Workers who contract COVID through exposure to the coronavirus on the job may be able to file a claim for workers’ compensation benefits.
Exposure to the Coronavirus on the job could have a significant impact on a worker and their family. In those rare circumstances where the facts line up to support allowance of a claim, the benefits available under a workers’ compensation claim could help to alleviate this impact.
Coronavirus, COVID-19 and Workers’ Compensation Claims
Workers with significant exposures on-the-job, or with specific conditions of their employment exposing them to the virus, could file a claim and potentially receive benefits. With exposure to the Coronavirus rather commonplace within our communities, the connection between work exposure and development of COVID-19 must be direct and clear in order for a claim to be allowed.
Washington State has issued guidance for the Department of Labor and Industries (DLI) that there should be a presumption that the onset of COVID-19 is related to work exposures for some frontline workers, including healthcare workers and medical professionals. If a period of quarantine is medically necessary, the workers’ compensation claim would pay time loss compensation for these workers, even if they are not ill, for up to 14 days.
Other frontline workers, especially those performing essential services in high-risk environments, could also be entitled to benefits under a workers’ compensation claim. For claimants working in jobs not explicitly covered under the presumption of work relatedness, each claim will be reviewed on an individual, case-by-case basis. Specific criteria must be met for a claim to be allowed. The first step is to file a claim.
“Unfortunately, although DLI’s guidance is great news for frontline healthcare workers, for most other people the guidance incorrectly states the legal standard for allowing an occupational disease claim. For instance, DLI suggests that there must be “an increased risk or greater likelihood of contracting the condition” in the person’s particular employment. The Washington State Supreme Court has rejected the “increased risk” test (elsewhere referred to as the “positional risk” doctrine) in several cases, most recently in Street v. Weyerhaeuser, 189 Wn. 2d 187, 200-01 (2018).” –Brian Wright
If you believe you have been exposed to the Coronavirus and developed COVID-19 due to an on-the-job exposure, you should contact an attorney. If you have questions about COVID-19 and workers’ compensation, our firm is available to assist you.
Benefits Under a Workers’ Compensation Claim
The benefits available would include time loss compensation for the days the worker is unable to work due to quarantine or illness. The claim would cover the cost of allowed medical treatment. In many cases, if there is no onset of symptoms or recovery from illness happens quickly, there may be relatively little compensation paid under a claim.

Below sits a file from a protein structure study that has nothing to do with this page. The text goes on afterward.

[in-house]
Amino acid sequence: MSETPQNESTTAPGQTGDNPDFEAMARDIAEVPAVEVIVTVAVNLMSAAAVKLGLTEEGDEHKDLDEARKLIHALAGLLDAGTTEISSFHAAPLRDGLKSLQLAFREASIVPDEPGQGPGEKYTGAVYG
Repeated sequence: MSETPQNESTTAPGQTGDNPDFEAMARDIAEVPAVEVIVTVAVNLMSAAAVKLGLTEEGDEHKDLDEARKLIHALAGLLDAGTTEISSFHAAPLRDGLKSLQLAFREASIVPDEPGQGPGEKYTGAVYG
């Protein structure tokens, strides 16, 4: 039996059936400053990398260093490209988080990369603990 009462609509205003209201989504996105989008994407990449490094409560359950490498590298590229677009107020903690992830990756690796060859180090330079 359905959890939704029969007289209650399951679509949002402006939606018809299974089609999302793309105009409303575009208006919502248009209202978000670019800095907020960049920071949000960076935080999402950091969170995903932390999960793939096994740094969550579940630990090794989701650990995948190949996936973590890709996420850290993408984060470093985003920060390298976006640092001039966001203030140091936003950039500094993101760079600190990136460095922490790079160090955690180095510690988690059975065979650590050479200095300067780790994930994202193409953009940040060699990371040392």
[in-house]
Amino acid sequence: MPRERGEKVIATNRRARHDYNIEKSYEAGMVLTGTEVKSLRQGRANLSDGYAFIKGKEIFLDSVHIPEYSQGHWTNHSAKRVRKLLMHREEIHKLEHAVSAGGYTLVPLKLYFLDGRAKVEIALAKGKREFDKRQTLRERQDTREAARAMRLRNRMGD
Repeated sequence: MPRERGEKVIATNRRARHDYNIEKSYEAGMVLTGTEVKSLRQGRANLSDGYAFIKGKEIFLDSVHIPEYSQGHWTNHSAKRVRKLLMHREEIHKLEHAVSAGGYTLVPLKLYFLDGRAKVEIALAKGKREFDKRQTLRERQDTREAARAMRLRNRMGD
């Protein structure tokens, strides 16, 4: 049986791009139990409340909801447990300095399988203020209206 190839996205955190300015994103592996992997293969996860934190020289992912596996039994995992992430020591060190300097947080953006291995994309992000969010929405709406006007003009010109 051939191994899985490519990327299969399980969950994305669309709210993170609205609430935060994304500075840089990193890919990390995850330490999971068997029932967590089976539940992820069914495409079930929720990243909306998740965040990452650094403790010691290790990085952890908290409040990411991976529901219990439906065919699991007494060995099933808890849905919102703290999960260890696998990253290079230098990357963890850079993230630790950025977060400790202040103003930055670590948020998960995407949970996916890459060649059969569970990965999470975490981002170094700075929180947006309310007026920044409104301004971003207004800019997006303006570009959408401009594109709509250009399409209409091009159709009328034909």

In some cases, people face hospitalization and extended periods of recovery. In King County, as of the date of this writing, the data shows that 6.4% of positive cases require hospitalization. The King County daily summary dashboard provides statistics about testing numbers and rates for positive results, hospitalizations and deaths.
Medical expenses can quickly add up, and time lost from work may be greater than one would expect.
Permanent Impairment After COVID-19
In most cases, there are no lasting effects that remain after recovery from COVID-19. However, it is now becoming clear that there can be permanent effects from COVID-19 in some cases, even for people who recover without the need for hospitalization.
If there is permanent residual impairment after COVID-19, an allowed workers’ compensation claim would provide a monetary impairment award once the claim closes. The most common reported permanent effects are connected to impaired lung function. There are also reports of stroke, kidney, liver and heart conditions that remain after recovery from COVID-19.
Impairment awards paid at claim closure are based on ratings of permanent impairment made by a physician. For injury to internal organs, the State uses a category system for rating impairment. Each category relates to a set of symptoms present, with higher categories compensating for higher levels of impairment due to greater loss of function.
In the rare case where death results, the worker’s family could receive a burial benefit and compensation for the loss of life due to the work exposure and illness.
Filing a Claim for COVID-19
For those that are diagnosed with COVID-19 that were significantly exposed to the Coronavirus on-the-job, a worker can file a claim with the Department of Labor and Industries. A claim can be filed:
- Online via DLI’s FileFast tool.
- By phone: 1-877-561-3453 (FILE).
- At your doctor’s office (if you complete the Report of Accident at your doctor’s office, the doctor files the form for you).
You can watch a DLI video that generally describes the process for filing a claim if you need more information about the steps to be taken.
More Information and Resources
DLI has a page of information and links to resources dedicated to answering questions about COVID-19 and workers’ compensation. This includes questions raised by employers and businesses, injured workers whose non-COVID claims have been impacted by the social changes brought on by the virus, as well as workers who believe they have developed COVID-19 through work exposure.
The Washington Department of Health has a COVID-19 Information Line: 1-800-525-0127. Phone lines are staffed from 6 am – 10 pm. Interpreter services are available in multiple languages.
If you have questions about COVID-19 and workers’ compensation, or if your claim was denied, please feel free to contact our firm. We offer a free case analysis, and would be happy to discuss your specific circumstances with you.
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